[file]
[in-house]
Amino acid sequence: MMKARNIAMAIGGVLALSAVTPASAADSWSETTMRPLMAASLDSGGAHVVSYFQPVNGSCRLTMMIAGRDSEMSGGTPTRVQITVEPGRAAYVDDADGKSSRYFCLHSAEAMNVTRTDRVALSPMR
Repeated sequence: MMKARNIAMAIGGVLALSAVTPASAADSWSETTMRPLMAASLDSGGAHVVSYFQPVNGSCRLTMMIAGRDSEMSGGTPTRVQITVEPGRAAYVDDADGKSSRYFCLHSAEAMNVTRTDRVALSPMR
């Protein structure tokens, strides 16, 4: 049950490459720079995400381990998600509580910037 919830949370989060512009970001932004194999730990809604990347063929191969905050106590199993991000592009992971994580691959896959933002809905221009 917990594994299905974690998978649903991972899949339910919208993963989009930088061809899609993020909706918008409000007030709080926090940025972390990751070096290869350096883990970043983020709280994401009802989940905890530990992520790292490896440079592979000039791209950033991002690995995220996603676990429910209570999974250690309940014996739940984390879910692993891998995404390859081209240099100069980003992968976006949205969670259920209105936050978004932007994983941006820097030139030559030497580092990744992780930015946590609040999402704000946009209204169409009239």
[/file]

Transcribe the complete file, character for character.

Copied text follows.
[in-house]
Amino acid sequence: MMKARNIAMAIGGVLALSAVTPASAADSWSETTMRPLMAASLDSGGAHVVSYFQPVNGSCRLTMMIAGRDSEMSGGTPTRVQITVEPGRAAYVDDADGKSSRYFCLHSAEAMNVTRTDRVALSPMR
Repeated sequence: MMKARNIAMAIGGVLALSAVTPASAADSWSETTMRPLMAASLDSGGAHVVSYFQPVNGSCRLTMMIAGRDSEMSGGTPTRVQITVEPGRAAYVDDADGKSSRYFCLHSAEAMNVTRTDRVALSPMR
């Protein structure tokens, strides 16, 4: 049950490459720079995400381990998600509580910037 919830949370989060512009970001932004194999730990809604990347063929191969905050106590199993991000592009992971994580691959896959933002809905221009 917990594994299905974690998978649903991972899949339910919208993963989009930088061809899609993020909706918008409000007030709080926090940025972390990751070096290869350096883990970043983020709280994401009802989940905890530990992520790292490896440079592979000039791209950033991002690995995220996603676990429910209570999974250690309940014996739940984390879910692993891998995404390859081209240099100069980003992968976006949205969670259920209105936050978004932007994983941006820097030139030559030497580092990744992780930015946590609040999402704000946009209204169409009239």